In summer, it was the determination of the robin whose urgent call was the pulley upon which the sun rose, followed by a twittering chorus of hundreds of birds. I could smell the loamy scent of dirt as the first hummingbird buzzed to the feeder, as I counted the shifting colors in the garden and listened to the wind gather across the meadow. The air was alive with bees and butterflies; chipmunks chased along the rocks, a grosbeak stopped for a drink and a dip at the watering hole rock. Sometimes there was gunfire, target practice on a warm summer day.
I found a home in the details: the winter wind, the first hint of sun, the color of dawn; the ticking sound the woodstove made when it was heating; the creak of pines, full of sap in summer, and aching, frozen in winter; the beauty of bare aspens against a winter sky, the quality of snow—soft, fat, sharp, stinging; the antics of animals, like the crow who sang “boop-Bee-do, boop-Bee-do” over and over from the top of a ponderosa on a summer day; clouds making pictures across the sky, or shrouding the Indian Peaks with weather—and that same sky, whose blue was the deep translucent blue of dreaming, whose moods reminded me that each day was its own imperative, the architect of it all.
Day after month after season, the practice of taking it all down became meditation and I, an observer of place. And then its guardian.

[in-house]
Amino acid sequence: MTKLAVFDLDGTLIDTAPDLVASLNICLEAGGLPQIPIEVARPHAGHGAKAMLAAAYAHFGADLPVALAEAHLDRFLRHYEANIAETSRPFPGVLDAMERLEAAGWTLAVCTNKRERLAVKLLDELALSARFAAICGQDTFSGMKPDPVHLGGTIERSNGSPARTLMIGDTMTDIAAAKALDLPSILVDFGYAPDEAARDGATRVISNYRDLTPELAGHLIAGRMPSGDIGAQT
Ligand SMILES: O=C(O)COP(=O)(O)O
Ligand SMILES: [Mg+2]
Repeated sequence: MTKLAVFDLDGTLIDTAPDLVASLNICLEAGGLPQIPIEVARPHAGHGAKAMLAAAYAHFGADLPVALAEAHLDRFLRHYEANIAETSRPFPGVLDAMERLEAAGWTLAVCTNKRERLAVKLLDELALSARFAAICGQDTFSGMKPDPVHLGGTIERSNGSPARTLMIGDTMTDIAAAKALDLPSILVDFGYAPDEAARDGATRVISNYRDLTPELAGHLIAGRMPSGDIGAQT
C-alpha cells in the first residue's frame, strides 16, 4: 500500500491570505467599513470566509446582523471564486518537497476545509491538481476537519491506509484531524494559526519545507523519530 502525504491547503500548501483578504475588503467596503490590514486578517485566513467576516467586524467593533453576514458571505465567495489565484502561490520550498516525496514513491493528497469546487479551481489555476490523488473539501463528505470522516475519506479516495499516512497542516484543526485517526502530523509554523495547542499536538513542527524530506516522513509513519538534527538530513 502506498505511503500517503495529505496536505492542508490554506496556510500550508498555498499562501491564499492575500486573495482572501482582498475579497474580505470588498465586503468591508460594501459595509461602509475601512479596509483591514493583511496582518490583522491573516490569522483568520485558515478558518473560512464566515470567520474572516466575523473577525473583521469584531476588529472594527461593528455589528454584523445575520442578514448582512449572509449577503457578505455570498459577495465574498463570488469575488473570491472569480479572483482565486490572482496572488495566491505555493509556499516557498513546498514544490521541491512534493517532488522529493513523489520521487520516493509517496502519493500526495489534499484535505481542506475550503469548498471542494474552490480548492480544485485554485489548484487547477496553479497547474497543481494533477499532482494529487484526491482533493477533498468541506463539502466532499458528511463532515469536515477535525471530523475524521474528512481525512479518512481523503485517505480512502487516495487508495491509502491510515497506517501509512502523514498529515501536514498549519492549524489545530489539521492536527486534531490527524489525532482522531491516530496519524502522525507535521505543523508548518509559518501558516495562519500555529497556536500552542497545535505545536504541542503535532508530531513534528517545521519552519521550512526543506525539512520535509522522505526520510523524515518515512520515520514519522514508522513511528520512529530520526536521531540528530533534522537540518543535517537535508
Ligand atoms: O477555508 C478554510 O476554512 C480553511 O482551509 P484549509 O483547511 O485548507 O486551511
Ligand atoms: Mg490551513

In the same way, I began collecting mornings with my dog. Weirdly, six months before his diagnosis, Elvis had begun nuzzling me awake. As soon as I stirred in the dim morning light, he stretched and padded to the side of the bed, inching his nose across the mattress in greeting, something he’d never done. “Good morning, handsome,” I’d say, and stroke the fur fanning out from his cheeks and pull affectionately on his ears. He moved closer, placing a paw on the mattress. An invitation. Carefully, I’d help him up, hoisting him by his harness, and he’d settle along the length of my body. Together, we greeted the day.
In those first weeks after his diagnosis, I was in a panic. I wanted to do so many things. But in the stillness of one morning, I stopped, thinking suddenly of the way I’d gathered the days on the mountain. Here was another moment, another detail. To mark it, I raised a silent thank you. In this way, I collected each morning with neither the calendar watcher’s sense of time running out, nor the dread that the end might be near, but with genuine happiness that Elvis was with me this one day.
Miraculously, weeks passed into months into seasons. And my boy was still with me.